Writing this month's cover story was more challenging than usual. Few insurance executives wanted to talk about offshore outsourcing-at least not "on the record." That's because the topic is incredibly sensitive these days."My staff doesn't know I'm here," one IT manager told me at the Outsourcing Forum hosted by this magazine in Tampa in February. Another attendee announced that protesters were picketing at another outsourcing conference taking place in Orlando that same week.
Still another executive admitted he hired an offshore outsourcing firm because business conditions left him no choice--but he did so only with the guarantee that none of his IT staff would lose their jobs. "You need to take care of your people," he said. "You don't want to leave that kind of legacy." Plus, he added, in the small town where his company is headquartered, everybody owns a gun. And he wasn't just joking.
Outsourcing is the kind of topic that polarizes people-because you're messing with people's jobs. And when you mess with jobs, you mess with lives--not just numbers on a balance sheet. You enter the realm of human emotion.
As a result, despite all the arguments about how U.S. companies save millions of dollars by offshore outsourcing-and how that will lead to higher profits and therefore more jobs for U.S. workers-the fact is: When you're unemployed, you don't know how you're going to pay the mortgage or how you're going to buy clothes for the kids.
So, it's not surprising that unemployed U.S. IT workers are upset--and politicians are jumping on the offshore bandwagon-and insurance executives won't talk--because job loss hurts.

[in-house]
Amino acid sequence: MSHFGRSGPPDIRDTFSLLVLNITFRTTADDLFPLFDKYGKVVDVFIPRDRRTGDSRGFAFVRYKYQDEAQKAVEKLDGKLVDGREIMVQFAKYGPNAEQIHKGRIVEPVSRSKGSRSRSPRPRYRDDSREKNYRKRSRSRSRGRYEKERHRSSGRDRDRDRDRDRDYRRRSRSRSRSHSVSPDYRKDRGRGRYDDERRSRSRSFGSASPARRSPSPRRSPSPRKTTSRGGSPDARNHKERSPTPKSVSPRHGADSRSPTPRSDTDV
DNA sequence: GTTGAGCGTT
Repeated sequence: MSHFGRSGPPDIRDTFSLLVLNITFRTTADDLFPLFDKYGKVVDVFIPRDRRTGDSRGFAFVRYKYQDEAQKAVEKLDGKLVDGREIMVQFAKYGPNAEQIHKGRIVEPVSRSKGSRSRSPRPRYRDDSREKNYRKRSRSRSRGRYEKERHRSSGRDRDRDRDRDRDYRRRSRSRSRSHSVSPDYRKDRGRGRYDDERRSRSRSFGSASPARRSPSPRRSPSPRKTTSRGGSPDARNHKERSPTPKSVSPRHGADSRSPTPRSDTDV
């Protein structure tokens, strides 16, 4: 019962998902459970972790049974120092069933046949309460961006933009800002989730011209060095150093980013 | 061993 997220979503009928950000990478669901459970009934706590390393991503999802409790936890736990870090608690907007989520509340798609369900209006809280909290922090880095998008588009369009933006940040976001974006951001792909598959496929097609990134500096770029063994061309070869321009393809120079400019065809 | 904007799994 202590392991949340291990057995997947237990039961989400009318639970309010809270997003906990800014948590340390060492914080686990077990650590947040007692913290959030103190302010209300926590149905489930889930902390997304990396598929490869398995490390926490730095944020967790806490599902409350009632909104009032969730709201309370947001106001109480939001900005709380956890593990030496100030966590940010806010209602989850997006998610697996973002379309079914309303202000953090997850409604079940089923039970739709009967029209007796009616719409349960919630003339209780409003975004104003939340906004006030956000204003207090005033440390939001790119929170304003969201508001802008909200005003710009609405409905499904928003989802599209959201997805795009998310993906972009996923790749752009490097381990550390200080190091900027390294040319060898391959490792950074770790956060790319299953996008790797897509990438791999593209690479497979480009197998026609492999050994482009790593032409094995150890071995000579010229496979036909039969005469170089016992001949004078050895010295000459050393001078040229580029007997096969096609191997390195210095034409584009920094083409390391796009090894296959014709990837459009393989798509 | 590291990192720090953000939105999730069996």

Perhaps the most compelling argument I've heard in favor of offshore outsourcing was from Thomas Friedman in a commentary published in February in The New York Times.
In it, Friedman describes the self-confidence and self-worth he witnessed in young workers in an Indian call center he visited. He contrasts their optimism and joy with the cynicism of three young Palestinian men he visited weeks earlier on the West Bank. The Palestinian youths "talked about having no hope, no jobs and no dignity," Friedman writes. "They each nodded when one of them said they were all 'suicide bombers' in waiting."
Friedman's story gets to the heart of the matter: Jobs provide people with hope and dignity--whether they're in Poughkeepsie, Bangalore, the West Bank or Timbuktu. Without jobs, people anywhere will become frustrated and even angry.
I don't know what insurance executives should do to soften the blow for U.S. workers when business objectives force them to move jobs to another country or to hire cheaper labor. But I do know this: When you're messing with people's lives, intellectual and financial arguments-no matter how logical and rational they are-are simply insufficient. When you're messing with people's lives, you have to have a heart too.
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